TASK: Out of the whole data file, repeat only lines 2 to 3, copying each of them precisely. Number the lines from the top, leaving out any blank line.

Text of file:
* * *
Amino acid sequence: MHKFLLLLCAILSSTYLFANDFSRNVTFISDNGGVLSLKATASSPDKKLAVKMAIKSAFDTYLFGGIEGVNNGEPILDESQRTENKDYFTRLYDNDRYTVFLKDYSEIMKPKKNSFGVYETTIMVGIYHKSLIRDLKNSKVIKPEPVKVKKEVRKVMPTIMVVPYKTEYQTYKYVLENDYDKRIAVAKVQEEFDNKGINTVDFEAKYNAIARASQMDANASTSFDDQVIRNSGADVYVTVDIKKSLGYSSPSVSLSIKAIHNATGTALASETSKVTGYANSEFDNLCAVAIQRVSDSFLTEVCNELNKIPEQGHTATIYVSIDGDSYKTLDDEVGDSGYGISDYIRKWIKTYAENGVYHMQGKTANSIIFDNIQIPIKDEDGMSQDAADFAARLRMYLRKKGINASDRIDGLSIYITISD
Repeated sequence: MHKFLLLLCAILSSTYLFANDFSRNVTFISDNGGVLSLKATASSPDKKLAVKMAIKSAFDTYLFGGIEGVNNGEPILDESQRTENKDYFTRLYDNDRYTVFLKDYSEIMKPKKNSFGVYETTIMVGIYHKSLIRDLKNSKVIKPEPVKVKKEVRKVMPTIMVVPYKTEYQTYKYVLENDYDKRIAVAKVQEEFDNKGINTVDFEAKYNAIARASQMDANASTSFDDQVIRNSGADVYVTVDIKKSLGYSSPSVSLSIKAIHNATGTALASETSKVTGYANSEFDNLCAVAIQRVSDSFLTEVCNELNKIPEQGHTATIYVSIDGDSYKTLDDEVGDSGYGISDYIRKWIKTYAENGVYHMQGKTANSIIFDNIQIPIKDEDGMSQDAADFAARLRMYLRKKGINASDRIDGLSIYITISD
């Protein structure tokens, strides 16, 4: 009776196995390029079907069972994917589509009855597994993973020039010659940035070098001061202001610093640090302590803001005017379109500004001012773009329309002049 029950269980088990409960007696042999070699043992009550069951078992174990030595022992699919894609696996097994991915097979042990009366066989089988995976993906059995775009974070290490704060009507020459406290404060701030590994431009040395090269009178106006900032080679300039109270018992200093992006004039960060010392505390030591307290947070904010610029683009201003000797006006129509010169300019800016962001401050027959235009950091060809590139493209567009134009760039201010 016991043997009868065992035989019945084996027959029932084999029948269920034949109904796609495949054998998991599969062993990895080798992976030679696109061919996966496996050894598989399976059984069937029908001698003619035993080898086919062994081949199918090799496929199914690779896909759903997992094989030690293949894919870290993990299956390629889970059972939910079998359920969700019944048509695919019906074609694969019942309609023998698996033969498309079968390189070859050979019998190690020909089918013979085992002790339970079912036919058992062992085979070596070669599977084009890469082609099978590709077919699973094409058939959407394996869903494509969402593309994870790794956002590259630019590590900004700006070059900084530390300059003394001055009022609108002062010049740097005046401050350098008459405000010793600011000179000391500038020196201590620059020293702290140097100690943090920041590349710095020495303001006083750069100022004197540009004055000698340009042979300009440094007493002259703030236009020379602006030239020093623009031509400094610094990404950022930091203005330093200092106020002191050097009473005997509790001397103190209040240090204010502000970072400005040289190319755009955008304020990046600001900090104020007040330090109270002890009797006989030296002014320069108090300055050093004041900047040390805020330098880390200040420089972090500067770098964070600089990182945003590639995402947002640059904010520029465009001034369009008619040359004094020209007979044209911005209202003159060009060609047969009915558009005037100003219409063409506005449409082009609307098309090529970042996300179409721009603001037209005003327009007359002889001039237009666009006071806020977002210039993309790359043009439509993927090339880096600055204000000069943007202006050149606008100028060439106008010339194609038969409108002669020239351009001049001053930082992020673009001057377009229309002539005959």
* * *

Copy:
Repeated sequence: MHKFLLLLCAILSSTYLFANDFSRNVTFISDNGGVLSLKATASSPDKKLAVKMAIKSAFDTYLFGGIEGVNNGEPILDESQRTENKDYFTRLYDNDRYTVFLKDYSEIMKPKKNSFGVYETTIMVGIYHKSLIRDLKNSKVIKPEPVKVKKEVRKVMPTIMVVPYKTEYQTYKYVLENDYDKRIAVAKVQEEFDNKGINTVDFEAKYNAIARASQMDANASTSFDDQVIRNSGADVYVTVDIKKSLGYSSPSVSLSIKAIHNATGTALASETSKVTGYANSEFDNLCAVAIQRVSDSFLTEVCNELNKIPEQGHTATIYVSIDGDSYKTLDDEVGDSGYGISDYIRKWIKTYAENGVYHMQGKTANSIIFDNIQIPIKDEDGMSQDAADFAARLRMYLRKKGINASDRIDGLSIYITISD
């Protein structure tokens, strides 16, 4: 009776196995390029079907069972994917589509009855597994993973020039010659940035070098001061202001610093640090302590803001005017379109500004001012773009329309002049 029950269980088990409960007696042999070699043992009550069951078992174990030595022992699919894609696996097994991915097979042990009366066989089988995976993906059995775009974070290490704060009507020459406290404060701030590994431009040395090269009178106006900032080679300039109270018992200093992006004039960060010392505390030591307290947070904010610029683009201003000797006006129509010169300019800016962001401050027959235009950091060809590139493209567009134009760039201010 016991043997009868065992035989019945084996027959029932084999029948269920034949109904796609495949054998998991599969062993990895080798992976030679696109061919996966496996050894598989399976059984069937029908001698003619035993080898086919062994081949199918090799496929199914690779896909759903997992094989030690293949894919870290993990299956390629889970059972939910079998359920969700019944048509695919019906074609694969019942309609023998698996033969498309079968390189070859050979019998190690020909089918013979085992002790339970079912036919058992062992085979070596070669599977084009890469082609099978590709077919699973094409058939959407394996869903494509969402593309994870790794956002590259630019590590900004700006070059900084530390300059003394001055009022609108002062010049740097005046401050350098008459405000010793600011000179000391500038020196201590620059020293702290140097100690943090920041590349710095020495303001006083750069100022004197540009004055000698340009042979300009440094007493002259703030236009020379602006030239020093623009031509400094610094990404950022930091203005330093200092106020002191050097009473005997509790001397103190209040240090204010502000970072400005040289190319755009955008304020990046600001900090104020007040330090109270002890009797006989030296002014320069108090300055050093004041900047040390805020330098880390200040420089972090500067770098964070600089990182945003590639995402947002640059904010520029465009001034369009008619040359004094020209007979044209911005209202003159060009060609047969009915558009005037100003219409063409506005449409082009609307098309090529970042996300179409721009603001037209005003327009007359002889001039237009666009006071806020977002210039993309790359043009439509993927090339880096600055204000000069943007202006050149606008100028060439106008010339194609038969409108002669020239351009001049001053930082992020673009001057377009229309002539005959």